wherever He may send you.
May He guide you through the wilderness,
protect you through the storm…
So goes the concluding blessing of our morning prayer as my wife, Connie and I greet the day with the help of our Celtic Daily Prayer book.
That line about protection through a storm hits home these days as we and half the nation have been coping with the Blizzard of 2011.
The storm dumped (unceremoniously, as the local meteorologist put it) about 19 inches of snow on us. But those measurements mean little when you consider that the 40 to 60 mph north winds blew across open fields and pushed up massive drifts that measured up to 6 feet all along the lane that comes about 200 or more yards from the road and then around our house and up to the sheep barn.
The big question is how do you dig out when the snow is that high. Where do you push it? Where do you dump it?
I used our utility tractor (an old Ford 1520) with a front-end loader and a rear blade to push some snow aside near the sheep barn and burrow a trench about 50 yards toward the house. But this took me several hours and got my body cold to the core. Then I called for help.
The help came from our good friends and farming partners Chauncey Watson III and IV, who arrived about 9:00 p.m. Older Chauncey pushed the shallower snow out of the way fairly quickly; but when he got about half way from the road to our machine shed the snow was about 3 to 4 feet deep and gave way only with a fierce pounding to the blade on his heavy-duty, diesel truck. When he then moved into the 4 to 5 foot snow he was pounding so powerfully that he knocked one of the two lights off the plow mechanism and broke a hydraulic hose.
Meanwhile, his son had gone out to our sheep barn to get my Ford tractor back to work. He got stuck once, but kept at it. When his father had to give up and take his big truck back to home, young Chauncey came in for a little warm up with hot chocolate and then went back to work. Both father and son and others in their employ had been at the snow removal since about 4 a.m. Young Chauncey claimed he liked this hard work because it tested his manhood. He had already changed out of wet clothes a couple of times, but claimed he would finish the job of pounding out a trench so we could get our cars out and get out to the barn without climbing over 5 foot high snow. His father insisted that since I was home from the hospital only a couple weeks, and had heart troubles, I had to be dug out. I tried to explain that since they had yet another farm to get dug out that evening they could leave me till later and I would continue the slow slog with the Ford. I indeed doubted very much that young Chauncey could break through that evening.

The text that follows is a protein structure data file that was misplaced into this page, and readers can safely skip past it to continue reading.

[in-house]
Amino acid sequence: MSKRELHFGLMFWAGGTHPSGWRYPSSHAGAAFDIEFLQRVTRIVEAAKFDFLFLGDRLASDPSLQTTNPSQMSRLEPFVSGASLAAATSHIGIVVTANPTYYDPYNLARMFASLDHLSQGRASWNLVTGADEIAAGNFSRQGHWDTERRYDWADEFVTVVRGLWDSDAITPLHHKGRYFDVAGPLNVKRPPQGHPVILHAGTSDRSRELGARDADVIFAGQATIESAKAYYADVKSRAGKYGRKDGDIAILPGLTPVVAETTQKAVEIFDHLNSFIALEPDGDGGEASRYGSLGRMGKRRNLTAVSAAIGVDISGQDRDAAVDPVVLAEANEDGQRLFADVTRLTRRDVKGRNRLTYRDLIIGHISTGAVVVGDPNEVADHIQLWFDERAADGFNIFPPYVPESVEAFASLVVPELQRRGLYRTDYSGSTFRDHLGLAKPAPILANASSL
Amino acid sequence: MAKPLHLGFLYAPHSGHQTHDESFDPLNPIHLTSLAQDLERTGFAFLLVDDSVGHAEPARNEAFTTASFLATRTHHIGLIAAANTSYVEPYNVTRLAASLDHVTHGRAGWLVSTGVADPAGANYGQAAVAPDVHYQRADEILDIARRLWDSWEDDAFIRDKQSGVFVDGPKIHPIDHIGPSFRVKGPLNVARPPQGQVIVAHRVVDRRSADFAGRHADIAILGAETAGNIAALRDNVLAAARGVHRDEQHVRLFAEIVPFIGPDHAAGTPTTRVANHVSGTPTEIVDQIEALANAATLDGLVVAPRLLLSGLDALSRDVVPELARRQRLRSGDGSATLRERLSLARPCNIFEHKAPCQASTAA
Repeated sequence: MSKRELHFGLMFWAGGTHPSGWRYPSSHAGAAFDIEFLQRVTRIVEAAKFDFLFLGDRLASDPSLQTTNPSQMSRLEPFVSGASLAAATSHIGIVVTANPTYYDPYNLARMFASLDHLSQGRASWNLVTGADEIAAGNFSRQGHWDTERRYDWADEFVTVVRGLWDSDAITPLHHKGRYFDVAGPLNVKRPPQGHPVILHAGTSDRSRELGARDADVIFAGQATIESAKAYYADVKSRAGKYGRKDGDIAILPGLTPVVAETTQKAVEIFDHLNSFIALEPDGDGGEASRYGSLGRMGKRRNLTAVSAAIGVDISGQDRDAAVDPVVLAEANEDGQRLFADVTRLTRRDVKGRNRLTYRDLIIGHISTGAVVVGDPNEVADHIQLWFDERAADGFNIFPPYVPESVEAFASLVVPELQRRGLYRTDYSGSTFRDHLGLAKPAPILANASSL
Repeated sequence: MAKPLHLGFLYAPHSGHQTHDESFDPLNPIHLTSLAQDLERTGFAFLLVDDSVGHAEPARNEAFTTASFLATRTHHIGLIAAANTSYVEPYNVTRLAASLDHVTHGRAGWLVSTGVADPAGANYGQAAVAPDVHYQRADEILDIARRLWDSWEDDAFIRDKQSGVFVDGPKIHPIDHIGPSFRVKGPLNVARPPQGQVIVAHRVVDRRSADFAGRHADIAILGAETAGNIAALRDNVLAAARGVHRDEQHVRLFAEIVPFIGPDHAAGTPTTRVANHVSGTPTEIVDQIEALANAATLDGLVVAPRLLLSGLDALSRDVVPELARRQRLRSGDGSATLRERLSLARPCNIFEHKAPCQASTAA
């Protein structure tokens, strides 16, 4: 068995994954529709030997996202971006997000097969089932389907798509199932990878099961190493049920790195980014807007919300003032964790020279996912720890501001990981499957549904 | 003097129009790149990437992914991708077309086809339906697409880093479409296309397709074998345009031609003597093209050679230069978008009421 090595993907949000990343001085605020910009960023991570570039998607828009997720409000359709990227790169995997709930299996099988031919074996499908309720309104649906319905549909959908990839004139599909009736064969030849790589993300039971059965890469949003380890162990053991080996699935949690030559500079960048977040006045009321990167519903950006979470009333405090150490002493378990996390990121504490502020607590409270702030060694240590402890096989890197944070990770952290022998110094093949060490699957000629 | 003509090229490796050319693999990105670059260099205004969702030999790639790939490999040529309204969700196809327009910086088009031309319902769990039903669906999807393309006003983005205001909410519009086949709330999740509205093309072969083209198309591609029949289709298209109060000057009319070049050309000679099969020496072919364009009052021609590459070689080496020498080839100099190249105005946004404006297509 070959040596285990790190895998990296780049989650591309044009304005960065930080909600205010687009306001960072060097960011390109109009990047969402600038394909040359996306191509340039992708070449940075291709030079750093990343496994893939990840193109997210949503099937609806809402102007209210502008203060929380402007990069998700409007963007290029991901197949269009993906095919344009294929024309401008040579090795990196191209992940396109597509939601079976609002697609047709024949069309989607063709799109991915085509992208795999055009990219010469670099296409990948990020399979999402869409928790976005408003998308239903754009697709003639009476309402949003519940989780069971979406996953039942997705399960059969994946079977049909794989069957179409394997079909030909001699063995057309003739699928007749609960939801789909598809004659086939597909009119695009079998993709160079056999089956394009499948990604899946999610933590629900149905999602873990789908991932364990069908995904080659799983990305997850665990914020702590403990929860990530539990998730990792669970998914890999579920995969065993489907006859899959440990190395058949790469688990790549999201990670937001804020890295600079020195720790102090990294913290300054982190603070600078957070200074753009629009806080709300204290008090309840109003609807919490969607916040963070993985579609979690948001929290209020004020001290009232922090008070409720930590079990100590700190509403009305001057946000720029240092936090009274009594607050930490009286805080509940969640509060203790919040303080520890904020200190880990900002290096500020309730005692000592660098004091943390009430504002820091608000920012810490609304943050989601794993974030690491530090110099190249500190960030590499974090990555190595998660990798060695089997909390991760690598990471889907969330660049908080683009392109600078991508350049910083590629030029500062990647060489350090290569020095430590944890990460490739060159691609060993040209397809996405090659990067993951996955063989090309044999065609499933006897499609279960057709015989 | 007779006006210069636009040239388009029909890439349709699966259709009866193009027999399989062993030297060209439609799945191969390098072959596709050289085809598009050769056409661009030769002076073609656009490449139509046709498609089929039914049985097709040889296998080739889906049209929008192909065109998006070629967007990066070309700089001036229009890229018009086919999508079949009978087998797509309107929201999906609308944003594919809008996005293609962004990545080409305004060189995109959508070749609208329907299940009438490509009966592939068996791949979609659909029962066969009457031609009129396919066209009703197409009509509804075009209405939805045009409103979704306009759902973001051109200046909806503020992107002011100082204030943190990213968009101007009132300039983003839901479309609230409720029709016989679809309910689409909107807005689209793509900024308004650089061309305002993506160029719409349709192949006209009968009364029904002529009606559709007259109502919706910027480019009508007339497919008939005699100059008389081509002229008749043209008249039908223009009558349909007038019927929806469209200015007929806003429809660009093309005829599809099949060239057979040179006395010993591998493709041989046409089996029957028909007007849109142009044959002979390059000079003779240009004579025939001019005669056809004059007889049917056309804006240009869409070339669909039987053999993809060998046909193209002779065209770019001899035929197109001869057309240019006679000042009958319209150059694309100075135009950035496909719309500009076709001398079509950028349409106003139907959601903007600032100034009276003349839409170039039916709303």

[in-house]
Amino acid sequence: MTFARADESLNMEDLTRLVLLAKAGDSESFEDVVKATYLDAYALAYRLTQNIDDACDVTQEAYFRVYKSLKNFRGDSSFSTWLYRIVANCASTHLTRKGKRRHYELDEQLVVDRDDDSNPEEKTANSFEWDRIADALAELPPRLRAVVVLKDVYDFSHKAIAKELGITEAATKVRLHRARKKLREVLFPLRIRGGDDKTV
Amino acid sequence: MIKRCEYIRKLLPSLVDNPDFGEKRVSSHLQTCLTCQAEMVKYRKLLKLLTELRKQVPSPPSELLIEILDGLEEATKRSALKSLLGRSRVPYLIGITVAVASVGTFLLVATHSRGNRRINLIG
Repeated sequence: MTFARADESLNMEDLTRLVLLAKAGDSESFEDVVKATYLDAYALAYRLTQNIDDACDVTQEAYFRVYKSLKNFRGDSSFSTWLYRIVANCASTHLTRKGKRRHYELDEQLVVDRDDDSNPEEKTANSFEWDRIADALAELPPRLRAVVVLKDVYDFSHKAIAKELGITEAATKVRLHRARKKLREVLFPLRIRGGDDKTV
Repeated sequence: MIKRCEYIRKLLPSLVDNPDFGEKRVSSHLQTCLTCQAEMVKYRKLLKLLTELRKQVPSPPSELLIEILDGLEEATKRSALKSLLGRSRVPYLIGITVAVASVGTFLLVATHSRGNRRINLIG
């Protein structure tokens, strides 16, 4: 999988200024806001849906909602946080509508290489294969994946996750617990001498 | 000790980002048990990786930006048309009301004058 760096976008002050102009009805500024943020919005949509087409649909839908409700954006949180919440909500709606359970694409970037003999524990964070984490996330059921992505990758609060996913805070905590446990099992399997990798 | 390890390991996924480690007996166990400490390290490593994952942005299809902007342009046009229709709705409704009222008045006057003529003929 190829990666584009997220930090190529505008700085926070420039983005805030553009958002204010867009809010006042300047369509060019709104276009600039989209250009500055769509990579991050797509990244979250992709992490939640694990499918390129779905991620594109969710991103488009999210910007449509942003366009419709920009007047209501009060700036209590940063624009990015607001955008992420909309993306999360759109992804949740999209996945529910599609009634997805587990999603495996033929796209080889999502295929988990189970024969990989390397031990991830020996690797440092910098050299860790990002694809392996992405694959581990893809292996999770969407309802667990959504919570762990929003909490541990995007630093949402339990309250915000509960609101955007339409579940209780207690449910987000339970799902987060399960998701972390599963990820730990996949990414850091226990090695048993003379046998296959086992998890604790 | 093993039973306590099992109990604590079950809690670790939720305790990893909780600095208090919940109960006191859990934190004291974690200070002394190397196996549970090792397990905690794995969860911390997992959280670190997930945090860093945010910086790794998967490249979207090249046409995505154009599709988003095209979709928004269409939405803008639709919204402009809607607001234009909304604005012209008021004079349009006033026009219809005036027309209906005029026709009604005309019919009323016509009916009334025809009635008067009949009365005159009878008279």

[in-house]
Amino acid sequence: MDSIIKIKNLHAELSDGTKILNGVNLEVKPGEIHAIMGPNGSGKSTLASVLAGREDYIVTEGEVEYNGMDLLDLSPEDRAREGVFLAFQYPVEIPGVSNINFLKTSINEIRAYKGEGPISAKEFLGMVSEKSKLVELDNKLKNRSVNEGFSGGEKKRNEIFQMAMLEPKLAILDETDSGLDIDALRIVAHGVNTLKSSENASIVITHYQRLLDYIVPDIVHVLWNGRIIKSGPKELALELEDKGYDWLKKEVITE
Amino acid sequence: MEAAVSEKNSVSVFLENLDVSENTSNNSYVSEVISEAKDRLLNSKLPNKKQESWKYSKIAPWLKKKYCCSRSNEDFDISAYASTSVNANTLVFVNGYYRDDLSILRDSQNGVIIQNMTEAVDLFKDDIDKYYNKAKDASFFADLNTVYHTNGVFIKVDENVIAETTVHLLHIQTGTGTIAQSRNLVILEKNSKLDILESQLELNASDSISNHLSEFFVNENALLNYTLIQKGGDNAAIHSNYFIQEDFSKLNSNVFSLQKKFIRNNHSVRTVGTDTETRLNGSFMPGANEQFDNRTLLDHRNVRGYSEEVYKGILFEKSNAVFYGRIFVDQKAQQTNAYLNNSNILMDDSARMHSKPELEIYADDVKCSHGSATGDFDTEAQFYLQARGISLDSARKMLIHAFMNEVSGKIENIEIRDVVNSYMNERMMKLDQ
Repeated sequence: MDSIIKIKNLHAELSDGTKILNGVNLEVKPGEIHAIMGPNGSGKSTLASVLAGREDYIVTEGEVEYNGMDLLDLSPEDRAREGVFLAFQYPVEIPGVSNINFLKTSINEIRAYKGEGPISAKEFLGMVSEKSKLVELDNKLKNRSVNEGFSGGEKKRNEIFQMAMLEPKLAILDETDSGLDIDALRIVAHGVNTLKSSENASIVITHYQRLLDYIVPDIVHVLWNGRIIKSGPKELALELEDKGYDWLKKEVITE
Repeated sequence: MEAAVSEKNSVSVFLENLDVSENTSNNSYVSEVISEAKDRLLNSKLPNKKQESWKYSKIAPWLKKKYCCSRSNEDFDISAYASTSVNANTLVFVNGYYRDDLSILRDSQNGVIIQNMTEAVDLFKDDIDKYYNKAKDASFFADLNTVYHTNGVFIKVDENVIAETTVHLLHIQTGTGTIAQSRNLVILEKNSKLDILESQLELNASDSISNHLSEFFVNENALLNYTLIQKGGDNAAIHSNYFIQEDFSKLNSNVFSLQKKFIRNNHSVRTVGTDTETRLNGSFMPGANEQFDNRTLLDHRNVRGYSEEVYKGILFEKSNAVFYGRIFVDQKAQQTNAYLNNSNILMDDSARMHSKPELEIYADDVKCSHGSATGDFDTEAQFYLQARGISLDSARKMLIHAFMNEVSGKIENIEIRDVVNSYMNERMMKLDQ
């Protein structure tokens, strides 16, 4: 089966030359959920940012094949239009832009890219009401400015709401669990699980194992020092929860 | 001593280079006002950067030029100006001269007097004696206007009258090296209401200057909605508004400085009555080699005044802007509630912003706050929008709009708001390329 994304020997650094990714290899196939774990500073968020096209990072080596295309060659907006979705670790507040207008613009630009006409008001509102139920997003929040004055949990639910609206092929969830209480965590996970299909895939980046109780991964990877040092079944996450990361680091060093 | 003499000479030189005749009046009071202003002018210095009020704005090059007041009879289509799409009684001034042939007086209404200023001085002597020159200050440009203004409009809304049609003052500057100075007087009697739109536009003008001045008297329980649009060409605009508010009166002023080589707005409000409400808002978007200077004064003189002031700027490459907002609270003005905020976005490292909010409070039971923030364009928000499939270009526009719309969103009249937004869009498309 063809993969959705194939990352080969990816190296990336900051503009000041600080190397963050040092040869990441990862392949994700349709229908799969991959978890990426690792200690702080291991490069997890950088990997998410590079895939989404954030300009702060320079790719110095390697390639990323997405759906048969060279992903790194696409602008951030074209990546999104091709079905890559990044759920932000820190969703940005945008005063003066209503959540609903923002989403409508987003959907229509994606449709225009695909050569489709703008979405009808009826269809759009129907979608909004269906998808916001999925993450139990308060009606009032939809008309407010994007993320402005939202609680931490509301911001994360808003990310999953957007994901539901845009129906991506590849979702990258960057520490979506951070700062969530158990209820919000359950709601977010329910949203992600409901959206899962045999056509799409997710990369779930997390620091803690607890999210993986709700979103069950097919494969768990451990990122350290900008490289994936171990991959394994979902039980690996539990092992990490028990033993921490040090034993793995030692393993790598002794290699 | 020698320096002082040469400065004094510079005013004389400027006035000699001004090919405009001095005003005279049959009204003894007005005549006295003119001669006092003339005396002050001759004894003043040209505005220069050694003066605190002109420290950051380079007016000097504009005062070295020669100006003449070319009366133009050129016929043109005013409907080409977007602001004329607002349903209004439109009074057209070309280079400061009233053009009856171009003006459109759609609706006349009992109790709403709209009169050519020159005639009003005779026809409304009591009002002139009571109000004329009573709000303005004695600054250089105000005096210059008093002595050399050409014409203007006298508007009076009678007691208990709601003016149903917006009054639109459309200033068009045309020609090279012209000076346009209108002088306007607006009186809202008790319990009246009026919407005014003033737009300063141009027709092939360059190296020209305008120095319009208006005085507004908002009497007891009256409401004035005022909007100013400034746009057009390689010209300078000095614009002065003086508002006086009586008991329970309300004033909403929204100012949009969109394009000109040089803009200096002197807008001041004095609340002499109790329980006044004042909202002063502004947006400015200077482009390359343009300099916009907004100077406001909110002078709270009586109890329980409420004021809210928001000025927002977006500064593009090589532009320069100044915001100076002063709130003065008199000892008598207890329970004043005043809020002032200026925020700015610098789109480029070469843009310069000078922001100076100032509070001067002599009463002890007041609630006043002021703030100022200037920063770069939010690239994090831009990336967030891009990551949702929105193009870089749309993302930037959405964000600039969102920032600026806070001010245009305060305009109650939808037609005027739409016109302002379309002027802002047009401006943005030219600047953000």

But he did it. About 11:30 p.m. or perhaps somewhat later, young Chauncey finished the work and we got the dogs out for their final duty exercise before bed.
I certainly would like to be able to have my manhood tested and come out a winner so that I could go off and help others in this blizzard. But I was reduced to being fairly helpless. I have but a puny, lightweight little 25 horsepower Ford 1520 tractor. If I had been stuck in the snow like young Chauncey, I would likely have had to have given up. Certainly I could not run a big plow and fix hydraulic hoses.
Praise be to God for the Watsons and all the people who do know how to service these machines. Praise God for hydraulics and big, massive plows and snow blowers and melters. Praise God for the heavy, complex machinery and for the the army of police and township and state and city workers who work long hours to plow and salt roads and get mass transit and airplanes going again. Praise God for the ambulance and health workers who manage to get people to the hospitals and heal those who are there already and who show up with heart attacks from shoveling snow. Praise God for the government workers we love to criticize, but who really do act as our servants and who protect us from the storms.
May God continue to guide us all through the wilderness of deep snow canyons. May God protect us from massive snow storms. May he bring us and all the old and weak and vulnerable people of this world—may he bring us home rejoicing at the wonders he has shown us. May he bring us home rejoicing once again into our doors.